Aerobic workout
Can sex be exercise? Researchers at the Université du Québec à Montréal recruited couples who were in committed relationships to help them find out.5  They compared 30 minutes on a treadmill at moderate intensity to having sex. The upshot was that although participants expended more energy running on the treadmill, sexual activity may also be active enough to be considered significant exercise. Another finding was that sex was better appreciated by study participants than the treadmill. (Quelle surprise.)

Open communication is key to diagnosing HSDD.

 

Slumber inducer
If you’ve ever found that you sleep better after sex, here’s how that’s thought to happen:

As we explained earlier, having sex can elevate oxytocin (“the cuddle hormone”). That, in turn, may reduce cortisol—another hormone—which plays a role in coordinating the body’s response to stressful situations. (That’s why cortisol is sometimes called “the stress hormone.”) In addition, sex can elevate yet another hormone, prolactin, which is also known as “the luteotropic hormone.”  (Makes you wonder if all the hormones get nicknames.) The combination of increased oxytocin and prolactin, with lowered cortisol, may help us fall asleep more easily and have better sleep overall.

HSDD can be treated.


In conclusion: hooray for sex!
Those are a few of the benefits sex can have for health and well-being. We could go on, but we think they help us make our point that sex is not a trivial part of life—and wanting to desire sex again isn’t trivial, either.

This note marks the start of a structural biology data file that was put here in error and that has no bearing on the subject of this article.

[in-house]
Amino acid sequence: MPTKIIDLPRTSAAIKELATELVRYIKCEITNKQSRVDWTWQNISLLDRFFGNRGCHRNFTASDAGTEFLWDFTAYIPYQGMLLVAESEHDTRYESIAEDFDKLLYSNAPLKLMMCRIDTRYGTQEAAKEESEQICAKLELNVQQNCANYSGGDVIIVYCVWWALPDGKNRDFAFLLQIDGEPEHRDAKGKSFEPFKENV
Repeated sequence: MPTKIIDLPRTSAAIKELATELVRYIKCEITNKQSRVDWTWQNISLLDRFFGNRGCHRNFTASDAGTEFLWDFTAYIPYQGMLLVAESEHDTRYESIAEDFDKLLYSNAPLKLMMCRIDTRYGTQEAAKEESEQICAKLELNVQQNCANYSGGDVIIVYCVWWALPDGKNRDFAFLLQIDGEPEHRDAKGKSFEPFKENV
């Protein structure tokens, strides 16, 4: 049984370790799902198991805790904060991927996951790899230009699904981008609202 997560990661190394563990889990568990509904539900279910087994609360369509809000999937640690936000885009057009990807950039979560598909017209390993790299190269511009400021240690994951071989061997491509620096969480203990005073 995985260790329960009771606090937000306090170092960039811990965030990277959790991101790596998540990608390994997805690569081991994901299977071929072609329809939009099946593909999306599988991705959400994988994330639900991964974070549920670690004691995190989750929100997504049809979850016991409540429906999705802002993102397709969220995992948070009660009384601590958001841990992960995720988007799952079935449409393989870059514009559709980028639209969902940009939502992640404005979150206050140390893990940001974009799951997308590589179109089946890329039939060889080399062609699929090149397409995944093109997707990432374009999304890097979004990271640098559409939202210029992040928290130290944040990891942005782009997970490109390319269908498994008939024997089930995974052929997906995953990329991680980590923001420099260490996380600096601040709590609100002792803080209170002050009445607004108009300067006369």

If you’ve been diagnosed with HSDD, or think you may have it, you owe it to yourself to learn more about it, including how it can be diagnosed and treated. And don’t be embarrassed to talk about HSDD—to your friends, your partner and your healthcare professional. And right here, too, at unblush. You deserve your desire for sex. Sexual health is an important quality of life issue. Don’t let HSDD get in the way of getting what you deserve.

References
  1. Debrot, Anik & Meuwly, Nathalie & Muise, Amy & Impett, Emily & Schoebi, Dominik. (2017). More Than Just Sex: Affection Mediates the Association Between Sexual Activity and Well-Being. Personality and Social Psychology Bulletin. 014616721668412. 10.1177/0146167216684124.
  2. Kingsberg SA. Attitudinal survey of women living with low sexual desire. J Womens Health. 2014;23(10):817-823.
  3. Hambach, A., Evers, S., Summ, O., Husstedt, I. W., & Frese, A. (2013). The impact of sexual activity on idiopathic headaches: An observational study. Cephalalgia, 33(6), 384–389. https://doi.org/10.1177/0333102413476374.
  4. Clayton AH, Kingsberg SA, Goldstein I. Evaluation and management of hypoactive sexual desire disorder. Sex Med. 2018;6(2):59-74.
  5. Frappier J, Toupin I, Levy JJ, Aubertin-Leheudre M, Karelis AD (2013) Energy Expenditure during 6. Sexual Activity in Young Healthy Couples. PLoS ONE8(10): e79342. https://doi.org/10.1371/journal.pone.0079342.
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About the Author
unblush
unblush is a community of women speaking up about the impact of loss of sexual desire—and ways to confront it.